It will likely come as little surprise that git.ethitter.com is back on Linode. Compared to Digital Ocean, Linode is slightly more-generous with its resources, and GitLab wants all the resources it can get.

The migration itself was quite easy, with most of the time was spent preparing the server; GitLab's backup/restore process did most of the hard work. Now I just have to finish the ancillary setup, like monitoring.

Managing domain and certificate expiration with DomainMOD

With 40 domains–plus a half dozen certificates–to track, I added the DomainMOD tool to my repertoire. Its API integrations, in particular, made it an appealing choice, as I had little desire to manually enter so many details. After three months, I’m quite pleased with my decision.

Installation was as straightforward as a git checkout, creation of a MySQL table, and the addition of a server block to my nginx configuration. With DomainMOD successfully running, I configured it to use my mailserver, then got to importing my domains.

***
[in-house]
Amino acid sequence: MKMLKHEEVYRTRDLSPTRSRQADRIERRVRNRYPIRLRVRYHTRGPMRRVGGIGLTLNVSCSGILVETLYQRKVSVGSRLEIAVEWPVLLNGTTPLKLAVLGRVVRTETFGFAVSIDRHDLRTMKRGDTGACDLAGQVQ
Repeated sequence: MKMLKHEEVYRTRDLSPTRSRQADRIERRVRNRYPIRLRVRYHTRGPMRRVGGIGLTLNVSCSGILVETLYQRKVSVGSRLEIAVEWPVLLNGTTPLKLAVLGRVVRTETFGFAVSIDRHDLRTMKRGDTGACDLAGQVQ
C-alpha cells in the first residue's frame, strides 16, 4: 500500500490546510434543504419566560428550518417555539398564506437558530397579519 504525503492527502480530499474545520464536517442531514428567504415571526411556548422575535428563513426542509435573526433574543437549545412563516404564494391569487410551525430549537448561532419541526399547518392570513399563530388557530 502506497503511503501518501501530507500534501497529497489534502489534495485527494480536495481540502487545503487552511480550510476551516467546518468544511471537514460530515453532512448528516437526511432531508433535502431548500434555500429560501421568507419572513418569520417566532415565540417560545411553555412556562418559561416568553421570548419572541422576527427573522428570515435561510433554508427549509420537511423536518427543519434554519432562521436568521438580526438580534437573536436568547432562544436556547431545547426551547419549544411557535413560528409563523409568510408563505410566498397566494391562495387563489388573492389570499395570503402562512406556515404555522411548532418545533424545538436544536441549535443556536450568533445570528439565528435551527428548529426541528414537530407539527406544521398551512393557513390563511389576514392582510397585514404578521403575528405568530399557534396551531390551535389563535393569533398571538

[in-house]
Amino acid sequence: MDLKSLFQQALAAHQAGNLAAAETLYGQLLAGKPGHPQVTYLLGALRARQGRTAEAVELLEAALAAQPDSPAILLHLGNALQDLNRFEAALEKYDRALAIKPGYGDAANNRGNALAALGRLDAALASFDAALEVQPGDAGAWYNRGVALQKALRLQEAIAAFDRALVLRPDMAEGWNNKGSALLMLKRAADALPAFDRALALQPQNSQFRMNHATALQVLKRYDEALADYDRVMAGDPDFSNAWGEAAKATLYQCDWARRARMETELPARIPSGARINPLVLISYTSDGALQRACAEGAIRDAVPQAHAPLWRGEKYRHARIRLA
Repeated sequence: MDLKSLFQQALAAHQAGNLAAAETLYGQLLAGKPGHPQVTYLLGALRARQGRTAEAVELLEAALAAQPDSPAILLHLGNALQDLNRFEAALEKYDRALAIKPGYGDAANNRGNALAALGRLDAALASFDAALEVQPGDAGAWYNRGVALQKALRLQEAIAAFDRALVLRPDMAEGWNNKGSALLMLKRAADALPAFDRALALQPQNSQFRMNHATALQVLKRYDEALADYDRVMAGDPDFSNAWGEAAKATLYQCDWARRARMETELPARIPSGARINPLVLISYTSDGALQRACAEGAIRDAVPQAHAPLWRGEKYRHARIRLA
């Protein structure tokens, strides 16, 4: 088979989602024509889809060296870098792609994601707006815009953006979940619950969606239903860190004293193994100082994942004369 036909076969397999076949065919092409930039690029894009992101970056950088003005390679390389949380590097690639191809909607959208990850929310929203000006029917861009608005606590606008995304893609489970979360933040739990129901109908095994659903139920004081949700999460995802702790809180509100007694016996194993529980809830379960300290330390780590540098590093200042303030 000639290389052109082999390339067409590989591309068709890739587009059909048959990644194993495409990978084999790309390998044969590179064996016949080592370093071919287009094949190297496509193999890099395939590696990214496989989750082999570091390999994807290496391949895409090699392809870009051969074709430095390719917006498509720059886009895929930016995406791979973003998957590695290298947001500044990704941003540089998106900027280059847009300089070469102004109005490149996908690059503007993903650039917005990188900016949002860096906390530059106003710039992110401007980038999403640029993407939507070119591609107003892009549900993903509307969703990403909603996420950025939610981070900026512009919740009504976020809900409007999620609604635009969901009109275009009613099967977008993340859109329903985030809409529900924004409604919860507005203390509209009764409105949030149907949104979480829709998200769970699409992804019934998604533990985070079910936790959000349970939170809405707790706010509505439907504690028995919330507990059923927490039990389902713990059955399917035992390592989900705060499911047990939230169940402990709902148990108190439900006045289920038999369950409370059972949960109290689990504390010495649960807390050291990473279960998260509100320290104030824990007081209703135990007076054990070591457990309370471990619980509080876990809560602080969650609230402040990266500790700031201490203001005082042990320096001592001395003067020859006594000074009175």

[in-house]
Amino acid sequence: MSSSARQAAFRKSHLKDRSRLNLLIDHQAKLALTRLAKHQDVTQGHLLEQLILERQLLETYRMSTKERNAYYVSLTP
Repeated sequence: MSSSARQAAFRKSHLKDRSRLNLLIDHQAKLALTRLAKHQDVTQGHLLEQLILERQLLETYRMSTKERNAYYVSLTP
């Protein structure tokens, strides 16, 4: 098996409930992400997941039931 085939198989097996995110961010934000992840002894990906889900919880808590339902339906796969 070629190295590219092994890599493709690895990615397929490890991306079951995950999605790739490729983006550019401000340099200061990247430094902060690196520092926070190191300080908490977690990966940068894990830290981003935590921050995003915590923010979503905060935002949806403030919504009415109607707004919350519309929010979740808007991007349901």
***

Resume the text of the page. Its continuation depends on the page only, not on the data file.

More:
Continue reading Managing domain and certificate expiration with DomainMOD

Abandoning StartSSL

After Mozilla’s devastating report, and both Chrome and Firefox’s decision to stop trusting StartSSL certificates issued after October 28, I had no choice but to replace the certificates I’d obtained through StartSSL.

The process took a few months, mainly due to the associated costs. While most of my StartSSL certificates were replaced with ones issued by Let’s Encrypt, there were a few cases where LE wasn’t appropriate. This primarily impacted domains that have many, many subdomains, however there were also a few cases where Let’s Encrypt’s three-month duration would’ve been burdensome. Ultimately I had to purchase three wildcard certificates, plus three single-domain certificates. With those installed, I’m now free of StartSSL/Wosign. After sixty days, I can rotate the pinned keys, impeding any further use of my legacy StartSSL certificates.